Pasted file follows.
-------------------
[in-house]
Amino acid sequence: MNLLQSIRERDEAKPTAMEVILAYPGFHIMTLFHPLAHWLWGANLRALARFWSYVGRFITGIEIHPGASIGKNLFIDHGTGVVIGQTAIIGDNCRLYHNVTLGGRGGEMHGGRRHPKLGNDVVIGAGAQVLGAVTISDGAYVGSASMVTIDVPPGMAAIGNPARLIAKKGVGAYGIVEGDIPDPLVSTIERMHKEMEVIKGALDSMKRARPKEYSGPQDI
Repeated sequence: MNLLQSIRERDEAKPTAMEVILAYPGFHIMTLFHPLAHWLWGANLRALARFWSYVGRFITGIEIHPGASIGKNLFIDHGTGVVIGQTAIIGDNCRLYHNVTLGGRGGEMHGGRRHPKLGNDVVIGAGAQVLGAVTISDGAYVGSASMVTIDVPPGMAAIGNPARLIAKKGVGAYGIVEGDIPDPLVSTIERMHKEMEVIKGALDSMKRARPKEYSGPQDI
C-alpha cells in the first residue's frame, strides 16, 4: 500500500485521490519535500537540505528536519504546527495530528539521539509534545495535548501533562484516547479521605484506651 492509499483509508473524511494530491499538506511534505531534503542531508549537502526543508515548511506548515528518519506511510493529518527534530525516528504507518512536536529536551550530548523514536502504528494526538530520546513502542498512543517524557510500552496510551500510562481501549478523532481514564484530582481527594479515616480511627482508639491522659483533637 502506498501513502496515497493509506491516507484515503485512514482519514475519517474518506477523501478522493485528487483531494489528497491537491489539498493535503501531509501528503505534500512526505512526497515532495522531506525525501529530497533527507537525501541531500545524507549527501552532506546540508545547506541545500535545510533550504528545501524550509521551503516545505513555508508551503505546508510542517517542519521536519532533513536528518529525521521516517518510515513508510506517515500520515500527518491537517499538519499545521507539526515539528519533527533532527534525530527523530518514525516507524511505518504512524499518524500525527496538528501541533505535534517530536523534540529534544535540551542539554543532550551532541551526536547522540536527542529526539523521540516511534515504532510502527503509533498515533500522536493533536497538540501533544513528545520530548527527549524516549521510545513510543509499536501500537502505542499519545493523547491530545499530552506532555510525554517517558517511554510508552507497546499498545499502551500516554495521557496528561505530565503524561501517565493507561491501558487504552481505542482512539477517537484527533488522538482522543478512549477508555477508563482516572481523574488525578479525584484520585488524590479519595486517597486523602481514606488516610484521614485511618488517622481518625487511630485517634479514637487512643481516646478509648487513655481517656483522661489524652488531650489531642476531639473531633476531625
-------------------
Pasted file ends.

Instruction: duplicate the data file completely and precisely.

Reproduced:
[in-house]
Amino acid sequence: MNLLQSIRERDEAKPTAMEVILAYPGFHIMTLFHPLAHWLWGANLRALARFWSYVGRFITGIEIHPGASIGKNLFIDHGTGVVIGQTAIIGDNCRLYHNVTLGGRGGEMHGGRRHPKLGNDVVIGAGAQVLGAVTISDGAYVGSASMVTIDVPPGMAAIGNPARLIAKKGVGAYGIVEGDIPDPLVSTIERMHKEMEVIKGALDSMKRARPKEYSGPQDI
Repeated sequence: MNLLQSIRERDEAKPTAMEVILAYPGFHIMTLFHPLAHWLWGANLRALARFWSYVGRFITGIEIHPGASIGKNLFIDHGTGVVIGQTAIIGDNCRLYHNVTLGGRGGEMHGGRRHPKLGNDVVIGAGAQVLGAVTISDGAYVGSASMVTIDVPPGMAAIGNPARLIAKKGVGAYGIVEGDIPDPLVSTIERMHKEMEVIKGALDSMKRARPKEYSGPQDI
C-alpha cells in the first residue's frame, strides 16, 4: 500500500485521490519535500537540505528536519504546527495530528539521539509534545495535548501533562484516547479521605484506651 492509499483509508473524511494530491499538506511534505531534503542531508549537502526543508515548511506548515528518519506511510493529518527534530525516528504507518512536536529536551550530548523514536502504528494526538530520546513502542498512543517524557510500552496510551500510562481501549478523532481514564484530582481527594479515616480511627482508639491522659483533637 502506498501513502496515497493509506491516507484515503485512514482519514475519517474518506477523501478522493485528487483531494489528497491537491489539498493535503501531509501528503505534500512526505512526497515532495522531506525525501529530497533527507537525501541531500545524507549527501552532506546540508545547506541545500535545510533550504528545501524550509521551503516545505513555508508551503505546508510542517517542519521536519532533513536528518529525521521516517518510515513508510506517515500520515500527518491537517499538519499545521507539526515539528519533527533532527534525530527523530518514525516507524511505518504512524499518524500525527496538528501541533505535534517530536523534540529534544535540551542539554543532550551532541551526536547522540536527542529526539523521540516511534515504532510502527503509533498515533500522536493533536497538540501533544513528545520530548527527549524516549521510545513510543509499536501500537502505542499519545493523547491530545499530552506532555510525554517517558517511554510508552507497546499498545499502551500516554495521557496528561505530565503524561501517565493507561491501558487504552481505542482512539477517537484527533488522538482522543478512549477508555477508563482516572481523574488525578479525584484520585488524590479519595486517597486523602481514606488516610484521614485511618488517622481518625487511630485517634479514637487512643481516646478509648487513655481517656483522661489524652488531650489531642476531639473531633476531625